Four games into his Dallas Stars career, Corey Perry has put up one goal and two assists, all in one game. He’s been on playoff teams with the Anaheim Ducks for most of his career. He was also part of a 2015-2016 Ducks team that started the season 1-7-2, only to end up with 103 points and a first-place finish in the Pacific Division.
Perry is well known in Stars circles for his edge-of-the rule-book antics, including several incidents with captain Jamie Benn. Is Perry’s fate on the same trajectory as most NHL agitators when they join a new team? (i.e. “He may be a jerk, but he’s our jerk.”)
Based on his reception at his first game at American Airlines Center, that is likely the case. Especially if he keeps putting up solid offensive numbers.
But, as with most things, the devil is in the details. This may be especially true with Perry.
Perry has been a good player for quite some time. The buyout by the Ducks was about a big contract for an aging player on a team ready to start a serious rebuild.
Doing a deep dive into Perry’s playing time, one of the first things that you notice is how much time he actually spends off-camera. If play is in the offensive zone, it’s likely because he’s lurking - finding open space, being forgotten by coverage. If play is transitioning into the defensive zone, it’s likely because Perry is going to be the last player back.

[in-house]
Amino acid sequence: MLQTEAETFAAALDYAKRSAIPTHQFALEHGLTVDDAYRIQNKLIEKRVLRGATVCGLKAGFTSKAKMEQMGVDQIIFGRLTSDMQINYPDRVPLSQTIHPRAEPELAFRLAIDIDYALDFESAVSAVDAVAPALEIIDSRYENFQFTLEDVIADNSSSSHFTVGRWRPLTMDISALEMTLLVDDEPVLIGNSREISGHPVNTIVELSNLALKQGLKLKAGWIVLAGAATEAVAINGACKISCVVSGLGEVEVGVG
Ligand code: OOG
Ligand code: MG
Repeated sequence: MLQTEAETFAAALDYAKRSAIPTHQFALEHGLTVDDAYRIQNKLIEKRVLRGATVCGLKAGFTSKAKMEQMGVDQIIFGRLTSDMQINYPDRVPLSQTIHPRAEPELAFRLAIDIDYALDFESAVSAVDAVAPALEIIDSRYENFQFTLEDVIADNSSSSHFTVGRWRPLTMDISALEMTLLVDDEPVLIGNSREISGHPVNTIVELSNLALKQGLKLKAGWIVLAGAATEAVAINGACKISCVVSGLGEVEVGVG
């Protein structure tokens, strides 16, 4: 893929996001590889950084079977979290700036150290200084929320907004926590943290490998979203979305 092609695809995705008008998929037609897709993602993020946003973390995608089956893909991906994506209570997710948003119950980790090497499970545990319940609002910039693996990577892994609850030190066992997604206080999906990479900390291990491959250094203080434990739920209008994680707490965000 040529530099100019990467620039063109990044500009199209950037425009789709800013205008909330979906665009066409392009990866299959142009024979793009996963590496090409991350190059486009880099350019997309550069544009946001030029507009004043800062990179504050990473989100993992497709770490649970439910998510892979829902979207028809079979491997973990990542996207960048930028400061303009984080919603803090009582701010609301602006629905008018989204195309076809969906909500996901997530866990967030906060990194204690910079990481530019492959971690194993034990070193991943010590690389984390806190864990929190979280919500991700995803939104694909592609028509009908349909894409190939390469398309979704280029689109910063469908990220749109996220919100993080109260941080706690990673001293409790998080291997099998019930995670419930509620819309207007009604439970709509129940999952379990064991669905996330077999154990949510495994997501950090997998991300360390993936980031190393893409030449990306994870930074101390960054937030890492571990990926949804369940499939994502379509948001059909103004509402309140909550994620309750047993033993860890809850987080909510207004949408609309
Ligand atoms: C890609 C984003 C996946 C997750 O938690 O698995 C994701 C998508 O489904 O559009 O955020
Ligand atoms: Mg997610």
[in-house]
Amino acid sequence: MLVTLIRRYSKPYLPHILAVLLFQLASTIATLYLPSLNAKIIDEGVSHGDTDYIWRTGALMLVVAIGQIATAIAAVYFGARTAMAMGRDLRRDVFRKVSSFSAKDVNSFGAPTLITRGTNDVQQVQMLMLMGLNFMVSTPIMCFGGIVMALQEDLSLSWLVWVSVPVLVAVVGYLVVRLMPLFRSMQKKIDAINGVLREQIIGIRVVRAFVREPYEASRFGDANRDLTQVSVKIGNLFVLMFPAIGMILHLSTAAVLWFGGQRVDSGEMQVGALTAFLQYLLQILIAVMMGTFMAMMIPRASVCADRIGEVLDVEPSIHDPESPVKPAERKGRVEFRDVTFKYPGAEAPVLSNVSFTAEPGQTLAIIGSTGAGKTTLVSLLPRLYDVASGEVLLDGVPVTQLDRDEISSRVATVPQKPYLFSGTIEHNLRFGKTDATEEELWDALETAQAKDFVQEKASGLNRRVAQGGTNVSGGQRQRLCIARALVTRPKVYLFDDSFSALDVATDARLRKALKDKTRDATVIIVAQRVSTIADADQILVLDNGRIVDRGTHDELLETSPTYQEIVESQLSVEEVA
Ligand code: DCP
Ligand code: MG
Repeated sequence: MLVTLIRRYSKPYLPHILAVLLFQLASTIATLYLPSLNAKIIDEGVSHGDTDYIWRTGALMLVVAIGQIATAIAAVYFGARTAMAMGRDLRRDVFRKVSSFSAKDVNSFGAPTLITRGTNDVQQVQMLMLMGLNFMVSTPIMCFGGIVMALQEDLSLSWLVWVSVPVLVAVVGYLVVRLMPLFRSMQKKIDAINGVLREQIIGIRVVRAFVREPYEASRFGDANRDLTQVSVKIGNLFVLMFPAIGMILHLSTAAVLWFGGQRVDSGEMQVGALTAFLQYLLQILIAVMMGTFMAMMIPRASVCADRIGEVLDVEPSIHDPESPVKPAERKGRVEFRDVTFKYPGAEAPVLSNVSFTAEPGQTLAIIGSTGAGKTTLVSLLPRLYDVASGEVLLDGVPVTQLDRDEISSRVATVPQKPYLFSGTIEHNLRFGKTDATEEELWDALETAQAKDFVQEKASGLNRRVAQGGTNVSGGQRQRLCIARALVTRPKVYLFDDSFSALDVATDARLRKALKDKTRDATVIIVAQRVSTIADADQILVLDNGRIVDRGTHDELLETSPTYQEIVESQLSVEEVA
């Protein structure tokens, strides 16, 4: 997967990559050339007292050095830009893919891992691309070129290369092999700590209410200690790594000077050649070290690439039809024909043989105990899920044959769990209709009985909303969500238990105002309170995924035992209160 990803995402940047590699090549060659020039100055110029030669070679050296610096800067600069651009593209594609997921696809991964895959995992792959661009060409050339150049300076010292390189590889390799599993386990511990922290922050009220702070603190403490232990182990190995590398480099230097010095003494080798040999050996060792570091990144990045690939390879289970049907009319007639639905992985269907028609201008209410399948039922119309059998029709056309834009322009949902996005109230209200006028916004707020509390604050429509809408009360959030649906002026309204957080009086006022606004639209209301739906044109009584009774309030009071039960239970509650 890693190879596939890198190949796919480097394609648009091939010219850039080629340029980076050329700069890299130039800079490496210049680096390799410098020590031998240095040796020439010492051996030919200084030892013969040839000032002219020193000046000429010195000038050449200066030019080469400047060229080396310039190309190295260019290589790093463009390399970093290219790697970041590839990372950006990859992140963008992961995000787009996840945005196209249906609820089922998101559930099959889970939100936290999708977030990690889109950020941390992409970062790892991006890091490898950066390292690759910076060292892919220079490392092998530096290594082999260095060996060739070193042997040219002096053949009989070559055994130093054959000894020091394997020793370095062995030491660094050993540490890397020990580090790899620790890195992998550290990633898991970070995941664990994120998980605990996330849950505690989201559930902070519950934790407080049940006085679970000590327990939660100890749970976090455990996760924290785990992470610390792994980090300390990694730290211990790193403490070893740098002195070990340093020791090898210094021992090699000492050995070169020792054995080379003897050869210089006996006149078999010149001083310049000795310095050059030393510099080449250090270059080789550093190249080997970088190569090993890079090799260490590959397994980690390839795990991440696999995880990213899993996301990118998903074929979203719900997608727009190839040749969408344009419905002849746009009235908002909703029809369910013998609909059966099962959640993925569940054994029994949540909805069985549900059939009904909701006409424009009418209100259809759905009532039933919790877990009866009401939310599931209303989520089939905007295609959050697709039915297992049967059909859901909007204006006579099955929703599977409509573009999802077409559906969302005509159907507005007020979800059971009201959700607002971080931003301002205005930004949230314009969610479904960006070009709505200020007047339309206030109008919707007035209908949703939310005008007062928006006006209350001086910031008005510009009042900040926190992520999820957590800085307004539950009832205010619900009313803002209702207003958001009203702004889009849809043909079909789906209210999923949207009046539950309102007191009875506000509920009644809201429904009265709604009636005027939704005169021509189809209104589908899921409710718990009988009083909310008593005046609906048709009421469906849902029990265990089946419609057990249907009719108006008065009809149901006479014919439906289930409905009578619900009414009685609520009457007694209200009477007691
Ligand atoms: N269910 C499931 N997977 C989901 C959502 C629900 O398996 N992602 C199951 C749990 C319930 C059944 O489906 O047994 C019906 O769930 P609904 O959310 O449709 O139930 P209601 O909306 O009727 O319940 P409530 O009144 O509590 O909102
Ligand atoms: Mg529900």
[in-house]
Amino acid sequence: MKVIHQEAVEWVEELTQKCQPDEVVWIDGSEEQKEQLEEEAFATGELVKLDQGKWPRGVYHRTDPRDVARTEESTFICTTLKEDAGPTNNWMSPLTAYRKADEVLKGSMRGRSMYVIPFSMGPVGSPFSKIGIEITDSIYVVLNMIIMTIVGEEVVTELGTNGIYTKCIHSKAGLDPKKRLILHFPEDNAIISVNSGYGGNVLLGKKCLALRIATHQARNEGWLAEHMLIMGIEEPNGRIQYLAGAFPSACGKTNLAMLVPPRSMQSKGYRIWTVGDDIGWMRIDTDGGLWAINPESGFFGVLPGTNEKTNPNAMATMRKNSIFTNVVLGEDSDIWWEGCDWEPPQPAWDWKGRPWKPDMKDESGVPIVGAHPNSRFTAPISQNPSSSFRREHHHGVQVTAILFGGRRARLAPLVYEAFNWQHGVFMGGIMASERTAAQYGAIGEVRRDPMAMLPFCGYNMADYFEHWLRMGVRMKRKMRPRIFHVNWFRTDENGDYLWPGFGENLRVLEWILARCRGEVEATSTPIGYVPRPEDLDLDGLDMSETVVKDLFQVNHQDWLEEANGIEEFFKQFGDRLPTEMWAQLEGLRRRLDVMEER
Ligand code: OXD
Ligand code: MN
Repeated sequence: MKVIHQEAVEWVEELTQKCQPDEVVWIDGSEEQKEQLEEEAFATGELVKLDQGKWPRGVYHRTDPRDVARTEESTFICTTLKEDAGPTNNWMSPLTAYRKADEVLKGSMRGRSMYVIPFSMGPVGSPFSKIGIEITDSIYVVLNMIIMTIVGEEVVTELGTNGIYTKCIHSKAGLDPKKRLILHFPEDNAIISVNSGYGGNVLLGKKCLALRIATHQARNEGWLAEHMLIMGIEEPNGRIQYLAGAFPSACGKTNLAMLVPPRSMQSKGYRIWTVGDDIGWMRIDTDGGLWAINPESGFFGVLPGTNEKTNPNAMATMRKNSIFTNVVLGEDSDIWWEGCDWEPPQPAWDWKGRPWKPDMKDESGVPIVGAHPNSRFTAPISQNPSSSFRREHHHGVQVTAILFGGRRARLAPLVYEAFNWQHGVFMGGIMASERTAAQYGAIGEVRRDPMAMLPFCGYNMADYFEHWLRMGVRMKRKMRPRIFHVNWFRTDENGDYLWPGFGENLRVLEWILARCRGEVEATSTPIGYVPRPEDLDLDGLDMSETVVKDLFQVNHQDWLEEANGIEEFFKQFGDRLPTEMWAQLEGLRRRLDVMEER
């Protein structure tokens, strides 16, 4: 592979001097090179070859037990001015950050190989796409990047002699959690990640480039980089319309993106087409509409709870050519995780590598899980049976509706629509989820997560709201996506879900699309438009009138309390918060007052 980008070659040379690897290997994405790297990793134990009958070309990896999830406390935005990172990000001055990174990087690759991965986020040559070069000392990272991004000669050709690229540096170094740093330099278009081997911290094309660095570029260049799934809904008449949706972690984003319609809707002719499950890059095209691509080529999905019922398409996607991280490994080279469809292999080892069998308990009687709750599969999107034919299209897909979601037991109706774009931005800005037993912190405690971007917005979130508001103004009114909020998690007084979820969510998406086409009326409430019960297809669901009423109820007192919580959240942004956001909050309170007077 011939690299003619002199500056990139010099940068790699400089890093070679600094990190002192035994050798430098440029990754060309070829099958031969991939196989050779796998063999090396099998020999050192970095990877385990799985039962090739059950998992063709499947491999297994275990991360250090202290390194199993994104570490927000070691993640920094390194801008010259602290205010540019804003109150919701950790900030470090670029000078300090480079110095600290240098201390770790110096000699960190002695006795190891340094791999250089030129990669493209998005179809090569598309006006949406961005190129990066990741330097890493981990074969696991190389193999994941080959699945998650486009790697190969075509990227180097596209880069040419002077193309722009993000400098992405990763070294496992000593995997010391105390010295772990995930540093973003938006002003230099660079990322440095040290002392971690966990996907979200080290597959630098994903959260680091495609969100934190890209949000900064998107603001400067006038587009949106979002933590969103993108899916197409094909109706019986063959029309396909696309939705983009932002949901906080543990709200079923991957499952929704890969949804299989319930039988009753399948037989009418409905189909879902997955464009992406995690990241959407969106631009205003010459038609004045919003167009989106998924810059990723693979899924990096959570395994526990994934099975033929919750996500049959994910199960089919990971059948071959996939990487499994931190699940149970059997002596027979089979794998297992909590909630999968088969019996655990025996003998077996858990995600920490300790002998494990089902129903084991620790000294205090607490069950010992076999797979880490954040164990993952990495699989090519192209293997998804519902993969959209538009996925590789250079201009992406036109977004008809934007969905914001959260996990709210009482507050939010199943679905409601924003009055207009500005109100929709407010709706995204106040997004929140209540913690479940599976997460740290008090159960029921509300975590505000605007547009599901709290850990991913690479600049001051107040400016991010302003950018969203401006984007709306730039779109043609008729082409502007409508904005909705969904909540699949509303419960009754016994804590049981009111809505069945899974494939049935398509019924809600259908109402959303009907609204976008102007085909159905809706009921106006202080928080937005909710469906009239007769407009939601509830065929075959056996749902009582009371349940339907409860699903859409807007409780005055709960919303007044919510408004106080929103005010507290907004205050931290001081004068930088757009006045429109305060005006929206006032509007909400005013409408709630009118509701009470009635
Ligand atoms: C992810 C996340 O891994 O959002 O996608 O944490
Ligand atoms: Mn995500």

Where ever he is on the ice, Perry makes short passes to tape. He reads his teammates, anticipates where they will be, and makes the simple play. Here, Perry bumps the puck off the boards to Roope Hintz, starting the breakout that leads to his backhand goal against the Philadelphia Flyers.
In the defensive zone, there isn’t much that Perry does that is spectacular. He patrols the crease as the weak side forward and makes himself available for outlets from defenders. He goes to the boards, but not hard, usually maintaining positioning. He anticipates puck movement and ends up with loose pucks on his stick more often than sheer luck would predict. If he reads that the team has gained puck control, he’s likely to fly the zone.
In the offensive zone, Perry works his way to the front of the net with regularity. He reads plays well, retrieves pucks, and handles it well behind the net, especially on the power play, Perry can distribute the puck in tight quarters.
One of Perry’s greatest talents is getting lost in the shuffle. He keeps his legs moving and works his way to open ice, getting behind defenders outside of their peripheral vision. His shooting in these situations hasn’t put him on the score sheet yet, but there have been multiple times where he has found teammates for open looks.
On the forecheck, Perry’s lack of speed is an issue. He does finish his checks, so if defenders don’t keep the puck moving, Perry can be disruptive. Perry usually trails the play up ice, so turnovers in the zone can easily turn into scoring chances if a defender doesn’t stay back with him.
Perry is not a prototypical forward in a Jim Montgomery system. He isn’t relentless on the forecheck and he doesn’t particularly play a 200 foot game. He’s slow, but he keeps moving intelligently, so the lack of speed doesn’t show up much in the offensive end.
What Perry does do is ready the game extremely well. He also adds an agitator’s edge to the team, something that the team really hasn’t had since Antoine Roussel.
If kept to second power play minutes, plus eleven to thirteen minutes a night at even strength, Perry should be a solid contributor for the Stars.